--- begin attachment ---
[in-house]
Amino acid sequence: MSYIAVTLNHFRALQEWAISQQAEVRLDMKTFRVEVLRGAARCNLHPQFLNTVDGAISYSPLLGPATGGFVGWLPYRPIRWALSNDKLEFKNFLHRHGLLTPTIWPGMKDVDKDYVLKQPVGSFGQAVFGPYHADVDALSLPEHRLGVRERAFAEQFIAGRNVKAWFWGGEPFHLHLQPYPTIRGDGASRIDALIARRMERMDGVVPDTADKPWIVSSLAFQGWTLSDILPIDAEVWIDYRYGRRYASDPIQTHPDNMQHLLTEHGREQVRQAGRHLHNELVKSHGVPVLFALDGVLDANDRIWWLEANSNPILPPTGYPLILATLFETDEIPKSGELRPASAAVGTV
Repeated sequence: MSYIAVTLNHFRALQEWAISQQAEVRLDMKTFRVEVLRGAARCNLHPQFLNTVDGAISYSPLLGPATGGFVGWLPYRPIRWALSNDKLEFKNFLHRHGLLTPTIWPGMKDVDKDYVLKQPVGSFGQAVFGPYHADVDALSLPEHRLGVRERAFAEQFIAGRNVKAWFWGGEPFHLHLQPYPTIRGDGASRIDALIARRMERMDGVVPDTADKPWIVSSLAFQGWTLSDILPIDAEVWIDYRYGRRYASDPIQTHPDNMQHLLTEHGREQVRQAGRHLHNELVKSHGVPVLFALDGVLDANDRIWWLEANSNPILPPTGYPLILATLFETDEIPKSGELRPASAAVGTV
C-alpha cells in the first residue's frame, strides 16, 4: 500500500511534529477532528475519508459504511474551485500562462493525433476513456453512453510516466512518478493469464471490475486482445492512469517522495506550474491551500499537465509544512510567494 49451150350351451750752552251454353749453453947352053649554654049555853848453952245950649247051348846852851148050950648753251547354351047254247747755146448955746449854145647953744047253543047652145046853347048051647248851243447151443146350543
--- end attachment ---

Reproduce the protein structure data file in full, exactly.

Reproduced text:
[in-house]
Amino acid sequence: MSYIAVTLNHFRALQEWAISQQAEVRLDMKTFRVEVLRGAARCNLHPQFLNTVDGAISYSPLLGPATGGFVGWLPYRPIRWALSNDKLEFKNFLHRHGLLTPTIWPGMKDVDKDYVLKQPVGSFGQAVFGPYHADVDALSLPEHRLGVRERAFAEQFIAGRNVKAWFWGGEPFHLHLQPYPTIRGDGASRIDALIARRMERMDGVVPDTADKPWIVSSLAFQGWTLSDILPIDAEVWIDYRYGRRYASDPIQTHPDNMQHLLTEHGREQVRQAGRHLHNELVKSHGVPVLFALDGVLDANDRIWWLEANSNPILPPTGYPLILATLFETDEIPKSGELRPASAAVGTV
Repeated sequence: MSYIAVTLNHFRALQEWAISQQAEVRLDMKTFRVEVLRGAARCNLHPQFLNTVDGAISYSPLLGPATGGFVGWLPYRPIRWALSNDKLEFKNFLHRHGLLTPTIWPGMKDVDKDYVLKQPVGSFGQAVFGPYHADVDALSLPEHRLGVRERAFAEQFIAGRNVKAWFWGGEPFHLHLQPYPTIRGDGASRIDALIARRMERMDGVVPDTADKPWIVSSLAFQGWTLSDILPIDAEVWIDYRYGRRYASDPIQTHPDNMQHLLTEHGREQVRQAGRHLHNELVKSHGVPVLFALDGVLDANDRIWWLEANSNPILPPTGYPLILATLFETDEIPKSGELRPASAAVGTV
C-alpha cells in the first residue's frame, strides 16, 4: 500500500511534529477532528475519508459504511474551485500562462493525433476513456453512453510516466512518478493469464471490475486482445492512469517522495506550474491551500499537465509544512510567494 49451150350351451750752552251454353749453453947352053649554654049555853848453952245950649247051348846852851148050950648753251547354351047254247747755146448955746449854145647953744047253543047652145046853347048051647248851243447151443146350543